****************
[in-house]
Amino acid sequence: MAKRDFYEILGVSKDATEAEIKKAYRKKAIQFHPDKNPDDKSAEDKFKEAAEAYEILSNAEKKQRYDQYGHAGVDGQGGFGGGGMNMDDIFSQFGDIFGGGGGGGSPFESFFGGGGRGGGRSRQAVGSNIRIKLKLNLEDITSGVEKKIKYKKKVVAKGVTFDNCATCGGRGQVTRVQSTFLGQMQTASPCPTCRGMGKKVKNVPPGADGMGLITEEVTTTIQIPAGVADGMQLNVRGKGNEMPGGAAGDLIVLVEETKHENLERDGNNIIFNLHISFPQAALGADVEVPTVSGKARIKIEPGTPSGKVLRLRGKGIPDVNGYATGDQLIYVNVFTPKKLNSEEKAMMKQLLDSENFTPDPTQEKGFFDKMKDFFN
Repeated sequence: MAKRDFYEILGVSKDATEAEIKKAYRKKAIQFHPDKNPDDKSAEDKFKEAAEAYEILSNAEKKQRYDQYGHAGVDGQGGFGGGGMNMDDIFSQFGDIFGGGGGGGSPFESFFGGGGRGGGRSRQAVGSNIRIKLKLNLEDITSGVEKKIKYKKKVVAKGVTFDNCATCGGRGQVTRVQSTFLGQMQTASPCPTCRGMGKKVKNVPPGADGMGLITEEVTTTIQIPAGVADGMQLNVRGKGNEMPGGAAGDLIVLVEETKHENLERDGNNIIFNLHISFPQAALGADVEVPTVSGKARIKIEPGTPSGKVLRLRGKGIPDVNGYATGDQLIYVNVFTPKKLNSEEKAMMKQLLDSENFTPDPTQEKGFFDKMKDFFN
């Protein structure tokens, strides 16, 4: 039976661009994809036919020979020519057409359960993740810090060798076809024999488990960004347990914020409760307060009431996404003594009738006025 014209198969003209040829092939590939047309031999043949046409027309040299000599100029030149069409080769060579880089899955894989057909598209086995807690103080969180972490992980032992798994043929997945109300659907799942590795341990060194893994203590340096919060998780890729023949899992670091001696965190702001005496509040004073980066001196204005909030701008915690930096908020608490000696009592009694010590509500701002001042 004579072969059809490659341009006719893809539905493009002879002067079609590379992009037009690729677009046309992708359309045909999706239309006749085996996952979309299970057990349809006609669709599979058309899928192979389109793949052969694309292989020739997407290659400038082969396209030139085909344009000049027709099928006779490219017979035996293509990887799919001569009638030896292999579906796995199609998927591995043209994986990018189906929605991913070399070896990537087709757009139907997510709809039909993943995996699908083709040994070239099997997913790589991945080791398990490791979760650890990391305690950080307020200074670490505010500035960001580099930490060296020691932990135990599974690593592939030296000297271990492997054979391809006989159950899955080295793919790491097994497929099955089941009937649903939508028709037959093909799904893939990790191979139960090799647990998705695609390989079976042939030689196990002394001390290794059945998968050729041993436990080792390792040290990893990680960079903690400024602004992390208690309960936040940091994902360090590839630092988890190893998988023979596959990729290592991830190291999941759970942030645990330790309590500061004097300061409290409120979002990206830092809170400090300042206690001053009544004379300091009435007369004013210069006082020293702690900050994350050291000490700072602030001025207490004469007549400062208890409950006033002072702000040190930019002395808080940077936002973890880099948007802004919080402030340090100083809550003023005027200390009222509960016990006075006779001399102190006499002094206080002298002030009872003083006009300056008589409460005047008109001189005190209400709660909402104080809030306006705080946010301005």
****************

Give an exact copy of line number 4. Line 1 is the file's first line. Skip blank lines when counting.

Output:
């Protein structure tokens, strides 16, 4: 039976661009994809036919020979020519057409359960993740810090060798076809024999488990960004347990914020409760307060009431996404003594009738006025 014209198969003209040829092939590939047309031999043949046409027309040299000599100029030149069409080769060579880089899955894989057909598209086995807690103080969180972490992980032992798994043929997945109300659907799942590795341990060194893994203590340096919060998780890729023949899992670091001696965190702001005496509040004073980066001196204005909030701008915690930096908020608490000696009592009694010590509500701002001042 004579072969059809490659341009006719893809539905493009002879002067079609590379992009037009690729677009046309992708359309045909999706239309006749085996996952979309299970057990349809006609669709599979058309899928192979389109793949052969694309292989020739997407290659400038082969396209030139085909344009000049027709099928006779490219017979035996293509990887799919001569009638030896292999579906796995199609998927591995043209994986990018189906929605991913070399070896990537087709757009139907997510709809039909993943995996699908083709040994070239099997997913790589991945080791398990490791979760650890990391305690950080307020200074670490505010500035960001580099930490060296020691932990135990599974690593592939030296000297271990492997054979391809006989159950899955080295793919790491097994497929099955089941009937649903939508028709037959093909799904893939990790191979139960090799647990998705695609390989079976042939030689196990002394001390290794059945998968050729041993436990080792390792040290990893990680960079903690400024602004992390208690309960936040940091994902360090590839630092988890190893998988023979596959990729290592991830190291999941759970942030645990330790309590500061004097300061409290409120979002990206830092809170400090300042206690001053009544004379300091009435007369004013210069006082020293702690900050994350050291000490700072602030001025207490004469007549400062208890409950006033002072702000040190930019002395808080940077936002973890880099948007802004919080402030340090100083809550003023005027200390009222509960016990006075006779001399102190006499002094206080002298002030009872003083006009300056008589409460005047008109001189005190209400709660909402104080809030306006705080946010301005």